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Gerhard Gerber

Harvesting burl

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There are some huge burls on our Mulberry tree that I want to harvest, any tips on how to go about it and dry them out etc?

I have a piece if Peppertree burl and I've found a sealant that might work to stabilize it, the burl is too small to be of much use so it will be a test piece. 

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I’m interested as well, as I have seen a couple burls on my property while mushroom foraging. 

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Just cut it off the tree and then cut it into blocks and seal them, do it all the same day, I harvest regular logs and big branches and if you wait too long it can start checking and splitting depending on the wood. 

Lots of burls are empty on the inside or they could be full of beetle dung and resin, not too big a deal in my limited experience, but its pretty gross.

Im sure you have acacia around you, if they get mistletoe growing on them it makes a kind of burl and theyre pretty common.

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The Peppertree burl was, and I suspect the Mulberry burl will be wet (for the lack of a better word)

I was actually wondering how to dry them out without cracking.

The Peppertree burl I left in water for a while, had a funny effect on what I suspect was resin leaching out of the wood.

13 hours ago, steven smith said:

Im sure you have acacia around you, if they get mistletoe growing on them it makes a kind of burl and theyre pretty common.

Know exactly what you mean, but not that common where I'm at. I've held a few dry ones that people collected, and they're not very large at all.....

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Just cut them off and if you have a band saw cut to size or just a bit oversize for knife handle blocks.  I  usually orient the best looking areas so that the eyes are on the sides of the handle block.  You cannot do that to all of the burl, but I try to get the densest and nicest pieces cut this way.  Seal with a wax emulsion available from Woodcraft Supply and let dry stacked with separation for airflow in a cool shaded place with no breezes for at least 1 year per inch of thickness.  This is for average woods like maple, however some woods like Madrone or Oak can have high levels of stress in them and will twist and split badly in drying even when coated.  These woods I have found respond well to being boiled as soon as being cut up.  About 1 hour per inch of thickness.  This releaves the stresses and they seem to dry a bit faster afterwards.  I have dried Red Mulberry with minimal splitting checking so yours may dry well.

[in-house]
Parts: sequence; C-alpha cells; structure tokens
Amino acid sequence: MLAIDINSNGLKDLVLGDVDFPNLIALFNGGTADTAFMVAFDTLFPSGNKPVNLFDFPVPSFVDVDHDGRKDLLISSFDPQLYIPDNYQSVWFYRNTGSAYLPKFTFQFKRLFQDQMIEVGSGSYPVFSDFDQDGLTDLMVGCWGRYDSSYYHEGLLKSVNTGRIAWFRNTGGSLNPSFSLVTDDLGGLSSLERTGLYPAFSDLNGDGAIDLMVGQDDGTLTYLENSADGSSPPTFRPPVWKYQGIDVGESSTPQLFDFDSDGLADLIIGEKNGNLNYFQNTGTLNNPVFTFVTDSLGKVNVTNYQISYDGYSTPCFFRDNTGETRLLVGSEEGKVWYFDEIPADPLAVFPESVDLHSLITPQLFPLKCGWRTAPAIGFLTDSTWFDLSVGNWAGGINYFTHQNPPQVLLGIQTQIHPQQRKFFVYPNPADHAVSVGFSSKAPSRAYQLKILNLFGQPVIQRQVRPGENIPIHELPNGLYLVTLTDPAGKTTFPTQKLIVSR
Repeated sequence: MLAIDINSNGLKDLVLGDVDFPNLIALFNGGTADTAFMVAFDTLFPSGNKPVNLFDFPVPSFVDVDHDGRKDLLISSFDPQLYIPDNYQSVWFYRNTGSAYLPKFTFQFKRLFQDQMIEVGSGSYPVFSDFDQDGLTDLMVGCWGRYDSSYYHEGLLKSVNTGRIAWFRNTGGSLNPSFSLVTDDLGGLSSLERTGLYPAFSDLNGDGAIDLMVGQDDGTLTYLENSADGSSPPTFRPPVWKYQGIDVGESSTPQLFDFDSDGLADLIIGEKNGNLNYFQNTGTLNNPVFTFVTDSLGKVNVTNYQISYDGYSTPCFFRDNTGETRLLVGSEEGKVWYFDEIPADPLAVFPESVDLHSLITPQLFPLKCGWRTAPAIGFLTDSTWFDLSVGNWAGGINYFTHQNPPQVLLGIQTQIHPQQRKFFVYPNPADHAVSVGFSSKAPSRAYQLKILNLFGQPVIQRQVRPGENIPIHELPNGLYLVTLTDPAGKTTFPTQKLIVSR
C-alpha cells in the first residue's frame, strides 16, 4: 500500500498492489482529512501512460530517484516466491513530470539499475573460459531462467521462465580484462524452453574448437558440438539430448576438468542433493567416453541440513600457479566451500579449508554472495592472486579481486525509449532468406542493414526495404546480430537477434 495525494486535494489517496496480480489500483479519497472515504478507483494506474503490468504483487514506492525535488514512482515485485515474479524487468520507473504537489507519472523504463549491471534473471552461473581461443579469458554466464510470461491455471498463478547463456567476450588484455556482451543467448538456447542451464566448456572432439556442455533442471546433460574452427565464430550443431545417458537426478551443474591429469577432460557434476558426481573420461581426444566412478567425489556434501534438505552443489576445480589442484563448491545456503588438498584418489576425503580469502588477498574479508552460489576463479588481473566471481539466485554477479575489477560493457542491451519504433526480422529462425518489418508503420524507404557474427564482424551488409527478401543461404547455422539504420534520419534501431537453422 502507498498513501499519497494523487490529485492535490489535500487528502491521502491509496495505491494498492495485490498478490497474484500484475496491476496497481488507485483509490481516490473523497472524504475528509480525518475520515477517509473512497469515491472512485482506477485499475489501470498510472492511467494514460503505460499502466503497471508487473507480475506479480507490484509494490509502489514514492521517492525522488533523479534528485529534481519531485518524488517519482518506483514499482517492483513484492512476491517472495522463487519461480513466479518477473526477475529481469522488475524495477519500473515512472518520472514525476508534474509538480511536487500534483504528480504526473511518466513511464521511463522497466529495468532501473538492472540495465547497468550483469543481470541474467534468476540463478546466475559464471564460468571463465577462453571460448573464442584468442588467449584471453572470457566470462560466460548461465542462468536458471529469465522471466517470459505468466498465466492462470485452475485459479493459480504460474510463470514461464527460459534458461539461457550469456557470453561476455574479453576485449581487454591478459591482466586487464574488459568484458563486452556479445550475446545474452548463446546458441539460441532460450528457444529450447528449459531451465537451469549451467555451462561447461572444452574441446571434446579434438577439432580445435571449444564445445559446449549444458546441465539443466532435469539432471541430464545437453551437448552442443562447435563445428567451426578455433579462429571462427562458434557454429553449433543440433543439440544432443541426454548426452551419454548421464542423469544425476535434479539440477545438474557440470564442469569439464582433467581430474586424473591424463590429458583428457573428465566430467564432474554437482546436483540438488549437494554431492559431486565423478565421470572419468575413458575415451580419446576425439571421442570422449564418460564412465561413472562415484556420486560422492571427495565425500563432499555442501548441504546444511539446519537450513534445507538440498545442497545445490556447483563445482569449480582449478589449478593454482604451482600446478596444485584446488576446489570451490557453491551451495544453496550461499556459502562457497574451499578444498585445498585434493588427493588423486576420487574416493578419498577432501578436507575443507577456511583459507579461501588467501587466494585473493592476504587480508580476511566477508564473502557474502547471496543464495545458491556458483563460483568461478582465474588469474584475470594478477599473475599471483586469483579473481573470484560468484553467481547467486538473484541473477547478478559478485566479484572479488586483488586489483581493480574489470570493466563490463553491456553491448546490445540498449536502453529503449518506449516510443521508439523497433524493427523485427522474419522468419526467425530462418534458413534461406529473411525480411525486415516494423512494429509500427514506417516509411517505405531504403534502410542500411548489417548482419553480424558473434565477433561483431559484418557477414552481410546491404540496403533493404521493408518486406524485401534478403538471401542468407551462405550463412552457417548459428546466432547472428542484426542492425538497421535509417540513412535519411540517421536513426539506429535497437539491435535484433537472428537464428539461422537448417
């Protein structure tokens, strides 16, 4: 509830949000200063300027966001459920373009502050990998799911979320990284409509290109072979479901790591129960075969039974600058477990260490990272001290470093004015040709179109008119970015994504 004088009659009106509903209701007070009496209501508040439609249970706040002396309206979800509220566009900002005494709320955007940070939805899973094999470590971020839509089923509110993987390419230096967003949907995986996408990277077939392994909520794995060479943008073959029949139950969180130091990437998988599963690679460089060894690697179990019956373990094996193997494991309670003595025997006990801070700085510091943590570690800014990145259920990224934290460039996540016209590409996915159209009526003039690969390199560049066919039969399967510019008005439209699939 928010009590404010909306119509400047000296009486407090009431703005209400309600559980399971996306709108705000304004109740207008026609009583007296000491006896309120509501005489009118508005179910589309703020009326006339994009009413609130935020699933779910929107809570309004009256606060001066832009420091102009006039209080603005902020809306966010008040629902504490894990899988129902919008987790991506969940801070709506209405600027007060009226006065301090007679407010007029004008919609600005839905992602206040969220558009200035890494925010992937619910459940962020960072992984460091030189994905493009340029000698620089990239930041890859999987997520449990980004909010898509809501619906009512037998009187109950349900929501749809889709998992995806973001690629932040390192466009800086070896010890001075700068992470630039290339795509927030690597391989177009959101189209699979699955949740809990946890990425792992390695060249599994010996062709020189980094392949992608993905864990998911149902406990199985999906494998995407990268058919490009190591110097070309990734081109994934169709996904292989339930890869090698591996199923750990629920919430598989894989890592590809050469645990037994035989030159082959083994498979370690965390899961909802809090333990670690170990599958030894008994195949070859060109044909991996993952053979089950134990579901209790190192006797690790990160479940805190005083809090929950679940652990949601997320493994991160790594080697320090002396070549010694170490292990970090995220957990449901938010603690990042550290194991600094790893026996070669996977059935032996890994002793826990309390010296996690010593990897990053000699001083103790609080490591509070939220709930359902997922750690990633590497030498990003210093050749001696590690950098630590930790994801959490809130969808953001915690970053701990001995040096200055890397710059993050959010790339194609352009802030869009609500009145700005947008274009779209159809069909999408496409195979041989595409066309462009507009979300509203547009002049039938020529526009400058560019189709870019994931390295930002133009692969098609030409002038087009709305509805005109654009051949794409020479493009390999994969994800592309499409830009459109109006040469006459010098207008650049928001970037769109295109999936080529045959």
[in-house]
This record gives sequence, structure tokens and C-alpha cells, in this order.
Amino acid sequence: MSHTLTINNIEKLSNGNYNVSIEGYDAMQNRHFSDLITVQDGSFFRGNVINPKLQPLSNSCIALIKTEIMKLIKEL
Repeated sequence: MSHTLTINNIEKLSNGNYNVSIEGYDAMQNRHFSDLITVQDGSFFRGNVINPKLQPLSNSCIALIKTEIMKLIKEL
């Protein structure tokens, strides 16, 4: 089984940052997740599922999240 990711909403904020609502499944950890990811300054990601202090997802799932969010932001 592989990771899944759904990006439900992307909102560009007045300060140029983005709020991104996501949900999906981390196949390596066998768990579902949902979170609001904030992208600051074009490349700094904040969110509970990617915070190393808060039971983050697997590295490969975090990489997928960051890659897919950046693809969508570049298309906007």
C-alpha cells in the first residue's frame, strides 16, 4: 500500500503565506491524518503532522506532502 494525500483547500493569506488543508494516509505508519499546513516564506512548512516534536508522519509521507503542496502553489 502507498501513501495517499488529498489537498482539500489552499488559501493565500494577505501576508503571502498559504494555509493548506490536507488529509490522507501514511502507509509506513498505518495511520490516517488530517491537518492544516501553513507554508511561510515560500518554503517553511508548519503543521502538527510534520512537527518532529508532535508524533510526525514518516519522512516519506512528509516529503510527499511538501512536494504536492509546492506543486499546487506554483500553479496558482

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Can the burl be stabilized right after harvesting?  Or should it be allowed to cure for a while first?

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Alex Middleton,  The burl needs to be completely dry before stabilizing.   A piece can be dried in the microwave oven carefully if one's in a big hurry, but this is not practical for many pieces.   Look up microwave drying of wood in wood turning sites for info.

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Thanks @Martin Brandt.  I typically use a toaster oven to finish drying my wood out before stabilizing, but it's usually somewhat seasoned before I start.  I guess the question I should have asked was;  Does fresh cut burl typically react well to rapid drying for stabilizing, or should it be allowed to naturally season first?  I'll search around some and see what I can come up with.  Thanks again for pointing me in the right direction. 

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Last thing yesterday afternoon I took to the Mulberry with a saw, unfortunately termites had gotten in there before me.

The tree is covered in burls, but the ring all round the tree where I harvested seems like a reaction to what the termites removed.....

Anyway, the tree is already a bit unsteady now, one of the two pieces I got might be worth the effort.

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Some feedback....

I submerged the burl in a sanding sealer and put it under vacuum several times.

While working down the wood there was still some voids, but it was (is) very pretty......

When it was close to final shape and I'd done the drilling for the tang and pin, I submerged it in acetone because I had another idea....

What surprised me was the amount of that sanding sealer that came out, what disgusted me was the fact the piece of wood was no longer straight :(

Since it's Winter the polyester resin I use to make micarta takes longer to set, even more so when I add tint. Blocked the tang and pin holes as best I could and put it under vacuum submerged in the tinted resin for a while, then into a ziplock bag and inbetween my quench plates.

It might just have worked, cleaned up nicely and no voids......seems strong. 

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This seems to have worked better than I hoped.....will post some pics soon!

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Shop incident with a happy'ish ending.....

I was busy with the last bit of polishing when........it grabbed the knife and slammed it burl-first into the cement floor :angry:

Handle is still right and tight, small deflection of the wood on the right angle at the rear, so I'be had to round that a bit.....maybe a good idea anyway.

I feel confident the future owner can drop the knife without it breaking......a relief.

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